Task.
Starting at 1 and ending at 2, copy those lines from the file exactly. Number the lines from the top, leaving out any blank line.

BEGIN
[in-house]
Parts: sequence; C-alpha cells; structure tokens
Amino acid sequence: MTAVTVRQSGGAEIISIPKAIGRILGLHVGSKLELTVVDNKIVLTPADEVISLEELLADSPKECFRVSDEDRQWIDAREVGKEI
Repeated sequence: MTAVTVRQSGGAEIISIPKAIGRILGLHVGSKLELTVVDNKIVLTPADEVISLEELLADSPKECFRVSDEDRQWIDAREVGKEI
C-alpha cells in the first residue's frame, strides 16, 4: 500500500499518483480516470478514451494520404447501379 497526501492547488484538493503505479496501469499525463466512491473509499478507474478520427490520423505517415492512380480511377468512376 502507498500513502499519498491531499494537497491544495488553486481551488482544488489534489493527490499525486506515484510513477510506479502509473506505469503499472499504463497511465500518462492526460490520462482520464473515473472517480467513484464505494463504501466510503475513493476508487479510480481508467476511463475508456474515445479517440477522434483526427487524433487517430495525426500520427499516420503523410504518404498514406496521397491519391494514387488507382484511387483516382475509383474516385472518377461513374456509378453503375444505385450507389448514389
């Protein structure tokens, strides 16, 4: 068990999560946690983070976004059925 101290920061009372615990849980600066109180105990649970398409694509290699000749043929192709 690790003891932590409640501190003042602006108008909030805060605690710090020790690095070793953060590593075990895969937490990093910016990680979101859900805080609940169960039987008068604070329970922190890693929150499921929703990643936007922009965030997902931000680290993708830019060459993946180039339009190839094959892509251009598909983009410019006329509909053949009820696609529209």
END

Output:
[in-house]
Parts: sequence; C-alpha cells; structure tokens